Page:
We set off a little later than expected, (I don’t know why I am ever surprised by this), but we still had a couple of hours before dark when we arrived at the edges of the National Park, so we detoured via ravishingly lovely Dovedale at the very south of the Park on the recommendation of my friend, the author Maggie Alderson, to give the dogs their first taste of Derbyshire’s clean air.
Maisie and Lettice on the flooded path in Dovedale
Although it was very beautiful, we hadn’t legislated for the torrent of water that was flooding down the dale, and which had caused the river to burst its banks over the footpath and bridges. The sausages made it very clear that this was NOT what they called a walk, by digging in their tiny paws and refusing to walk an inch further. Admitting defeat, we returned to the car and headed north to our hotel, The Peacock at Rowsley for the night.
The next morning all Lettice’s outdoor dreams came true. One of my oldest friends, Nick, is a keen climber and walker, and he sent us in the direction of Stanage Edge when I requested a walk that my sister wouldn’t find too taxing, was dog suitable and had nearby car parking.
It was perfect. Lettice turned into a tiny mountain goat, flinging herself at boulders and rocks many times her height, and even Maisie made it to the top. Just look at her ears flowing in the wind as she scampers across the moor.
Above: Can you spot Lettice in this pic?
We had just climbed up these boulders from the footpath – the car park is at the back of the pic in the middle.
I was so proud of both Holly and Maisie for getting up to the top of the Edge. If you want to reconnect with nature then I can think of no better way than to stand on a giant piece of rock 450mtrs above sea level and let the wind blow through your hair (or fur) as you look for miles around you.
Oh Maisie! Holly’s expression says it all
Back in the car after our very sunny, but very blustery tramp, the exhausted dogs soon passed out.
Our next walk was south of the National Park itself, but still in Derbyshire, at Kedleston Hall, a justly famous National Trust property, set in grounds that are specifically marketed to dog owners. We were staying nearly by at Kedleston House Hotel, so we managed to fit in two walks – one in the late afternoon, and one the next morning.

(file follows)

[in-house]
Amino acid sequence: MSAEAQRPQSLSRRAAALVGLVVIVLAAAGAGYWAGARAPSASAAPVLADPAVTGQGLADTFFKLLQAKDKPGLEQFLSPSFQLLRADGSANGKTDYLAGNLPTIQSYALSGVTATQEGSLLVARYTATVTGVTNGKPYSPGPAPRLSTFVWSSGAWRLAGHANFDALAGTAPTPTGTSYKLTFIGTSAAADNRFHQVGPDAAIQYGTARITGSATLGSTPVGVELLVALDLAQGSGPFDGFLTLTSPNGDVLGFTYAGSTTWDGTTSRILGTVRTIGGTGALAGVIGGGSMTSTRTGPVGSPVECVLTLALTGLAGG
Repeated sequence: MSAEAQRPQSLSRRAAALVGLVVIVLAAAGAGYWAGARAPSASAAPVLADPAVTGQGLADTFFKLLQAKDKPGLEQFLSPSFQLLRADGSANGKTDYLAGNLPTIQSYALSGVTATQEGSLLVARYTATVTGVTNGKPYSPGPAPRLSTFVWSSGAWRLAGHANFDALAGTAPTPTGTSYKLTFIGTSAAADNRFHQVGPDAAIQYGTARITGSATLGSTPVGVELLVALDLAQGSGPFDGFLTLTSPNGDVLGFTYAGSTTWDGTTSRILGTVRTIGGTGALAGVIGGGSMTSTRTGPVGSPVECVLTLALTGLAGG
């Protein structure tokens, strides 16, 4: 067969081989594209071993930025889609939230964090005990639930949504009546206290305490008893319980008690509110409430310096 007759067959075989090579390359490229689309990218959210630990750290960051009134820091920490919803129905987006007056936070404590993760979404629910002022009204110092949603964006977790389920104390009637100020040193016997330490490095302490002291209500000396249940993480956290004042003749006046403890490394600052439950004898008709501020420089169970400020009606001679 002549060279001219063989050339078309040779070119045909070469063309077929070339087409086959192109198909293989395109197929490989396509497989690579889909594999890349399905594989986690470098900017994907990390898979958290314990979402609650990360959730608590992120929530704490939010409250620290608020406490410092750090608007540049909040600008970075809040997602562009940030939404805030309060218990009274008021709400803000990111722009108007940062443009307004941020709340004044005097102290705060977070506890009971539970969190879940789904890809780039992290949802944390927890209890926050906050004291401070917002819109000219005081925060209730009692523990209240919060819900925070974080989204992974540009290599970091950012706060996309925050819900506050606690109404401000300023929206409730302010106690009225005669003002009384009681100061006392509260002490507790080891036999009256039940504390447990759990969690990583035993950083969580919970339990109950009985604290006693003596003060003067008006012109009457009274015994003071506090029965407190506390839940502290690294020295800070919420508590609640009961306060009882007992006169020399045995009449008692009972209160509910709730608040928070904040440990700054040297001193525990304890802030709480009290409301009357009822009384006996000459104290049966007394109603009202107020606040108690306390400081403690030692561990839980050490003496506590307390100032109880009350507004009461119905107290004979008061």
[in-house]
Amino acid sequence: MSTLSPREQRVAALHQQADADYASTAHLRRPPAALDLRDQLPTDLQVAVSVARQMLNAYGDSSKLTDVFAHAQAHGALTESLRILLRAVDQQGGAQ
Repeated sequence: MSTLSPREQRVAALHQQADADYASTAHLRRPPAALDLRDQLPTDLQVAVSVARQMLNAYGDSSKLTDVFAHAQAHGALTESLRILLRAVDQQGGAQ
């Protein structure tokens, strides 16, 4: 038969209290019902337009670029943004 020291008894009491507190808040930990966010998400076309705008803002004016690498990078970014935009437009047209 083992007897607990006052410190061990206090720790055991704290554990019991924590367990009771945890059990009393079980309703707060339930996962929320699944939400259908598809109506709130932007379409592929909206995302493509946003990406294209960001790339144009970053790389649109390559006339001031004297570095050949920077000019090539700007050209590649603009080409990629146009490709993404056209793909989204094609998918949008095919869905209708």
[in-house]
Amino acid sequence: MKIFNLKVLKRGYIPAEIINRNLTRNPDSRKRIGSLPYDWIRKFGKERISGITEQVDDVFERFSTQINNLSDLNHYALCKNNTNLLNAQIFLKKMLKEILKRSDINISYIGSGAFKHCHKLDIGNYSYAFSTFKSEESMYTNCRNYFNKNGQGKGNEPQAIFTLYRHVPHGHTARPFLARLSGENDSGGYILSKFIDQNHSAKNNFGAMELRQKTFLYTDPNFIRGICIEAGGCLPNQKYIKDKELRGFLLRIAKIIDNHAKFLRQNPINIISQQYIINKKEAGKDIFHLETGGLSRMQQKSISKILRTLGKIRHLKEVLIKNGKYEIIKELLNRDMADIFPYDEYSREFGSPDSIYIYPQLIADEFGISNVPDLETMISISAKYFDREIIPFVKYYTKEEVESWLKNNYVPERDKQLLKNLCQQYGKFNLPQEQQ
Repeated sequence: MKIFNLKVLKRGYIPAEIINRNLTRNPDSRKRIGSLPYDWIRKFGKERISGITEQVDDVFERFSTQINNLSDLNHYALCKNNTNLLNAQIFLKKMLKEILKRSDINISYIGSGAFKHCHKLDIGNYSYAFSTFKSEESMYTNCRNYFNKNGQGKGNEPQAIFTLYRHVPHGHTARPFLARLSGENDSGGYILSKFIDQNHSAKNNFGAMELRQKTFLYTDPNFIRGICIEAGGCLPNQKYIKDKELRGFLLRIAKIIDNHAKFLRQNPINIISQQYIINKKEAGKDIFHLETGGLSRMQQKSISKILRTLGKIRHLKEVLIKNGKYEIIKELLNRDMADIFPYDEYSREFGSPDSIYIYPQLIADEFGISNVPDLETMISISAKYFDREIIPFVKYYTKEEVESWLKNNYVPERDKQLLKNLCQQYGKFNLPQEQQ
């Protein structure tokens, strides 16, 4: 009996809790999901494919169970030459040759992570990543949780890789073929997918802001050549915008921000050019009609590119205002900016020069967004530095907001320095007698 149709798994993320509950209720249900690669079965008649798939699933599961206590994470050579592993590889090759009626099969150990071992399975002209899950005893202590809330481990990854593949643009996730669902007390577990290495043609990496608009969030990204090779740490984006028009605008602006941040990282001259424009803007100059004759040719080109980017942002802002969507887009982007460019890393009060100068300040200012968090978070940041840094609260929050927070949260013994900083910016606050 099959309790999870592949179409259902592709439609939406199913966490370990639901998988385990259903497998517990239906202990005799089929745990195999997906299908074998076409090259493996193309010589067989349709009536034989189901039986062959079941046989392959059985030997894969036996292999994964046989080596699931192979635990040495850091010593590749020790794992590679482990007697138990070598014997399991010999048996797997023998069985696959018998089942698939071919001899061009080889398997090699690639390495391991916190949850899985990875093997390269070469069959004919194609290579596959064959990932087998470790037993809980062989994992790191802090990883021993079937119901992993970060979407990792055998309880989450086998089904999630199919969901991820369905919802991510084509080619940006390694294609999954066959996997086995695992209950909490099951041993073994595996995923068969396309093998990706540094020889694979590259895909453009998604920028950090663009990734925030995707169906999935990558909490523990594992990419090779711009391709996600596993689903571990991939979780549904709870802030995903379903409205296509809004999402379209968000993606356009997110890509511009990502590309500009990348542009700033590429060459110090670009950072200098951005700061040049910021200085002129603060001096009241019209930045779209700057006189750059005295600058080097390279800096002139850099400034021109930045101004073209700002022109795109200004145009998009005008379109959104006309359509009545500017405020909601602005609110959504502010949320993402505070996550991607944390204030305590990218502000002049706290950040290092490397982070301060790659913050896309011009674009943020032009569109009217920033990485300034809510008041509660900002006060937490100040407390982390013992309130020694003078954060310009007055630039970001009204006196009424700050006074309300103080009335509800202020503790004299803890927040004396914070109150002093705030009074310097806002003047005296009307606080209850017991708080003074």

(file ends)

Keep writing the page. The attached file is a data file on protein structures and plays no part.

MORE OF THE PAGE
Kedleston Hall is a classical Palladian mansion built by Robert Adam, approximately four miles north-west of Derby, and is the seat of the Curzon family. Kedleston’s acres of glorious pleasure grounds are one of the best surviving examples of an 18th-century informal landscape. Although it looks natural, the landscape is actually designed to show the Hall and its environment in the best possible light. The various well-marked trails and footpaths are perfect for on-lead dogwalking, and we were blessed again with extraordinary sunshine.
I don’t think Lettice knew what to make of the haha. But nothing stops her for long…
Tired and muddy we hopped back in the car and returned to London. But our exploring in the outdoors wasn’t over. Last weekend I drove up to Northamptonshire, about an hour and a half up the M1 motorway, to spend the weekend with my mother. On the Saturday afternoon we bundled Billy, Mouse and Lettice into my mother’s SUV and headed to the most beautiful National Trust property, Canons Ashby, an Elizabethan manor house and 18th century gardens just a few miles down the road from her home. It has wonderful dog walks but even though I grew up two miles away, I’m afraid I haven’t been for years.
The dogs were THRILLED. They are definitely engaging with this whole reconnecting with nature thing. (Thanks James Wellbeloved!)
After a brisk walk we headed to the tea rooms for cake. Lettice is pretty convinced that she would like cake. I’ve told her to stick to James Wellbeloved – it’s a lot more gentle on the tum than all that sugar and butter.
We’re now back in London, but planning more day trips. This whole project has been far more inspiring than I expected – it reminded me how much of the proper English countryside is within a relatively short drive of London, and it also showed me just how much the dogs love being out in wide open spaces. And Lettice is pretty happy with her monster bag of kibble.
Look, lady! LOOK!
hmmm I see competition